We also went to the Koala Park, home to crocodiles (little ones), kangaroos, wallabies and snakes.  We listened to a fascinating talk at the wombat enclosure while the subject of the talk munched happily through a pile of corn cobs and carrots.  Wombats are funny  creatures - big furry marsupials related to koalas, they walk on all fours and carry their young in upside down pouches,designed to stop it filling with mud while they are digging tunnels.  Their lower back is protected with a solid sheet of cartilidge.  If a dingo attacks, the wombat dashes back to its burrow and uses this cartilidge plate like a door.  The dingo can do little except inflict a few scratches.  Then the wombat moves into the den and flattens itself into the floor.  The dingo will follow, intending to attack the softer parts at the front of the wombat, but when it feels the dingo on its back, the wombat rears up and slams the cartilidge plate against the roof of the tunnel, crushing the dingo's skull in one or two movements.  It then drags the dead dingo out to the edge of its territory and leaves it as a warning to others.  It may be fluffy, but don't be fooled.

Koalas live exclusively on eucalyptus and have to consume large quantities to get enough energy.  Eucalyptus also contains an ingredient that acts a bit like dope, which means they spend most of their days eating, sleeping and feeling stoned.  We both held a lovely sleepy character called Tilly.  Wild koalas can give a nasty bite or scratch if they are bothered, but Tilly was hand reared from a baby so seemed quite happy being held. She was surprisingly heavy but very soft with slightly oily fur, like sheep wool, which helps to keep the koalas fully waterproof when it rains.

We had a dash back through the rain to the train station and boarded the Kuranda Scenic Rail back to Cairns.  The weather had been quite kind on our way over in the cable car, but it got progressively worse throughout the journey back.  The train stopped at Barron Falls for a photo opportunity, but all we could really see was the mist rising from the valley and the clouds beginning to close in from above.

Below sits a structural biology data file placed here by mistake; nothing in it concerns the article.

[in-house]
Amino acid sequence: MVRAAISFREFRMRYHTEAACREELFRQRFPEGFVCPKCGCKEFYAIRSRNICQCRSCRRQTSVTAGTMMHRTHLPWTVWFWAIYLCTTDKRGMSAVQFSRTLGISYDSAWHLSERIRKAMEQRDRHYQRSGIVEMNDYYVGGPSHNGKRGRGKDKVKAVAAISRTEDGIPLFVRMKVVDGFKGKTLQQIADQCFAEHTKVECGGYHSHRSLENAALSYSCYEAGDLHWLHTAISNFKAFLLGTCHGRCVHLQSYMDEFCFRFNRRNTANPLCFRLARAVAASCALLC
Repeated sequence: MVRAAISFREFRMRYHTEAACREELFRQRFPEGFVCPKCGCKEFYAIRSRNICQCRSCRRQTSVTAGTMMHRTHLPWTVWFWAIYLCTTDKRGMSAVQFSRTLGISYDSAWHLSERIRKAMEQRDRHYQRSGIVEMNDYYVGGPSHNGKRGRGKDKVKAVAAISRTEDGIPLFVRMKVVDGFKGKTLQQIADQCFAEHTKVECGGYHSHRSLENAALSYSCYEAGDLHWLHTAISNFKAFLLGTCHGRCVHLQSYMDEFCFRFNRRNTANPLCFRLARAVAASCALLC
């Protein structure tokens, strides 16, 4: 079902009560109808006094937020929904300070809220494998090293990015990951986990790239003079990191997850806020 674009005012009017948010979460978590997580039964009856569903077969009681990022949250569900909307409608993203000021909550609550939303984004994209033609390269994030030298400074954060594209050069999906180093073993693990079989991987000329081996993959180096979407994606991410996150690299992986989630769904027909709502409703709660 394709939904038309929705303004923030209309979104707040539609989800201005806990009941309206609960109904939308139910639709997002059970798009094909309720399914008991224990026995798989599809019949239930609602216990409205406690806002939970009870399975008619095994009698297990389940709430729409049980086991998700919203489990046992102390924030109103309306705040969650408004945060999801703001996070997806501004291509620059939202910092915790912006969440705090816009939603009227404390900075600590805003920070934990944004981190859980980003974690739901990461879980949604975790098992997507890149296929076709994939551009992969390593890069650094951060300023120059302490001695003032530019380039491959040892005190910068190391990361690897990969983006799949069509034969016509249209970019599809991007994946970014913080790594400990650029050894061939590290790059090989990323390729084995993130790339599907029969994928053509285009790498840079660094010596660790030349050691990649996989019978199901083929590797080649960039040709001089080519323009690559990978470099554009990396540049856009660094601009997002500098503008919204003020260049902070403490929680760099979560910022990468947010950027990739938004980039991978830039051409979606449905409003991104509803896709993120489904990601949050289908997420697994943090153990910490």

The Kuranda railway was built after a particularly bad rainy season in 1882 left the roads washed out and supplies cut off for months, almost to the point of starvation for the miners in Herberton.  It took two years of surveying before a suitable path for the railway was decided upon - a decision which secured Cairns' fate as the key north east port over Port Douglas.

"Dense jungle and cliffs with sheer drops of up to 327m and a slope as steep as 45 degrees were death traps for workers. Somehow, without modern equipment but simple fortitude, dynamite and bare hands the team eventually finished the job. After removing 2.3 million metres of earthworks, creating 15 tunnels, 93 curves, dozens of bridges and 75 kilometres of track, a banquet high up on the bridge with the Governer of Queensland, marked the completion of Stoney Creek Bridge" (

The railway finally opened in June of 1891.  It now runs twice daily for tourists, with beautifully restored cedar coaches and a guide in each carriage.  We got steadily wetter each time we hung out of the windows to take photos of the train up ahead passing over the trestle bridges and waterfalls, until we had to close all the windows to the pouring rain for the last half hour of the journey.

Luckily our hostel was just across the road from the station so we didn't have far to run.  Each Wednesday, Dreamtime holds a bbq and fireshow to raise money for local charities. The fireshow was performed by a local troupe called Firetech, who entertained us with 45 minutes of very impressive flaming poy spinning routines.  After the show, they stayed on to teach us how to spin poy ourselves.  Poy are balls on the ends of ropes or chains that are hooked around the middle finger and spun around the body in various patterns.  It is not as easy as it looks, though the actions are actually very simple.  After an hour of hitting myself on the legs or the back of my head each time I tried to cross my hands, I finally admitted defeat and sat back down.  I'd like to try again, but I think it will be a while before I dare to try the flaming variety!